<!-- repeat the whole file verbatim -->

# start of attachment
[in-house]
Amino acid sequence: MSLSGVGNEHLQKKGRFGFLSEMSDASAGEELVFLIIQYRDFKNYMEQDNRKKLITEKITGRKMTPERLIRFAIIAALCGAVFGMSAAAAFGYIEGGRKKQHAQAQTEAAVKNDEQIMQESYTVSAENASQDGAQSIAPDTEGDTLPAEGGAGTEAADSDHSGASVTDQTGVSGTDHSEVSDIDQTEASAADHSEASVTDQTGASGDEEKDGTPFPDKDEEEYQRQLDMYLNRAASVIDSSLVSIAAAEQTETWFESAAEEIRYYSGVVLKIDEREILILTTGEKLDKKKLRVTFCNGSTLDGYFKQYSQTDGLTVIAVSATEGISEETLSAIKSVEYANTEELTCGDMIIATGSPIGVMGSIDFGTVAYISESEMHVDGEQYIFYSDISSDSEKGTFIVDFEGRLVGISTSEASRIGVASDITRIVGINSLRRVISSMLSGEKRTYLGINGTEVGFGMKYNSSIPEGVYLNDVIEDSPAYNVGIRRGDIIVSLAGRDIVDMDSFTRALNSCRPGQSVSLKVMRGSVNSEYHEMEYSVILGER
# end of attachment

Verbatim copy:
[in-house]
Amino acid sequence: MSLSGVGNEHLQKKGRFGFLSEMSDASAGEELVFLIIQYRDFKNYMEQDNRKKLITEKITGRKMTPERLIRFAIIAALCGAVFGMSAAAAFGYIEGGRKKQHAQAQTEAAVKNDEQIMQESYTVSAENASQDGAQSIAPDTEGDTLPAEGGAGTEAADSDHSGASVTDQTGVSGTDHSEVSDIDQTEASAADHSEASVTDQTGASGDEEKDGTPFPDKDEEEYQRQLDMYLNRAASVIDSSLVSIAAAEQTETWFESAAEEIRYYSGVVLKIDEREILILTTGEKLDKKKLRVTFCNGSTLDGYFKQYSQTDGLTVIAVSATEGISEETLSAIKSVEYANTEELTCGDMIIATGSPIGVMGSIDFGTVAYISESEMHVDGEQYIFYSDISSDSEKGTFIVDFEGRLVGISTSEASRIGVASDITRIVGINSLRRVISSMLSGEKRTYLGINGTEVGFGMKYNSSIPEGVYLNDVIEDSPAYNVGIRRGDIIVSLAGRDIVDMDSFTRALNSCRPGQSVSLKVMRGSVNSEYHEMEYSVILGER